National Policy Updates

The Senate and House were in session for most of September.

Boundary Waters Legislation Advances

The House Natural Resources Committee passed the bipartisan Boundary Waters Wilderness Protection and Pollution Prevention Act (H.R. 5598) with a 19-16 vote. This is the farthest the bill has made it through Congress.

H.R. 5598 was introduced by Reps. Betty McCollum (D-MN) and Francis Rooney (R-FL) and would permanently protect 234,328 acres of public lands and waters upstream of the Boundary Waters Canoe Area Wilderness watershed in northeastern Minnesota from copper and nickel mining.

The Boundary Waters is an incomparable landscape that deserves every protection we can afford it so that hunters, anglers and other outdoor users can continue to enjoy the cold, clean water, abundant wildlife and robust ecosystems that define this special place. Join us in asking your representative to pass the Boundary Waters Wilderness Protection and Pollution Prevention Act on the House floor. 

Pendley’s Nomination Withdrawn

Since the fall of 2019, the Bureau of Land Management has been under the delegated authority of William Perry Pendley, one of the most vociferous opponents of the country’s public lands and a firm adherent of the sell-off movement. Earlier this summer, the Trump administration announced its intent to nominate William Perry Pendley to officially lead the agency, which oversees over 245 million acres of public lands and waters in the United States – the largest of all the land management agencies. On Sept. 8th, however, the administration officially withdrew Pendley’s nomination, responding to opposition from groups like BHA and acknowledging his flawed track record and inability to conserve our public lands and waters.

Pendley is an attorney with a long and established track record of supporting the sale of millions of acres of U.S. public lands and waters. Until 2018 he was president of the conservative law firm Mountain States Legal Foundation and has authored books including Warriors for the West: Fighting Bureaucrats, Radical Groups, and Liberal Judges on America's Frontier and War on the West: Government Tyranny on America's Great Frontier. In 2016 he wrote a National Review column calling on the federal government to sell Western public lands.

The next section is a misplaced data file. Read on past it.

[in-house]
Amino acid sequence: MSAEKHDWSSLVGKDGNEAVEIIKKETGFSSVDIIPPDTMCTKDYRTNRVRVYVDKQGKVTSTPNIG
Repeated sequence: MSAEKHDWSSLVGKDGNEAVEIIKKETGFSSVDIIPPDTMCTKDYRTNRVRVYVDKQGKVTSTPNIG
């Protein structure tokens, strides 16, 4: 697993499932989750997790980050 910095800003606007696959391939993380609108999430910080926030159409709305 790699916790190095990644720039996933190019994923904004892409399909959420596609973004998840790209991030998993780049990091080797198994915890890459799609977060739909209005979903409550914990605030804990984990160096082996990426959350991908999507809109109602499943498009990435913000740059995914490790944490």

On September 25, a federal judge ruled that Pendley has been serving unlawfully in his role as acting director and cannot continue to lead at the BLM. While the administration has removed Pendley from that post following the ruling, he remains at the BLM and continues to exert influence over policy decisions. Join BHA in asking your senators and representatives to call for the swift removal of Pendley!

Forest Service Moves to Open Alaska Roadless Area

The U.S. Forest Service released its final environmental impact statement for the Tongass National Forest on Sept. 24, advancing efforts to repeal roadless protections in the United States’ largest national forest and the world’s largest intact temperate rainforest. 

 In 2018, the Trump administration formally embarked upon a rulemaking process to develop an Alaska-specific version of the national Roadless Area Conservation Rule, which currently guides management of 58.5 million acres of backcountry national forests. Dismissing an overwhelming number of comments from hunters, anglers and Alaskans urging the Forest Service to maintain roadless protections, the administration caved to pressure from development interests, and roadless areas in the Tongass are now poised to be opened to projects including industrial clear-cutting of old-growth forest.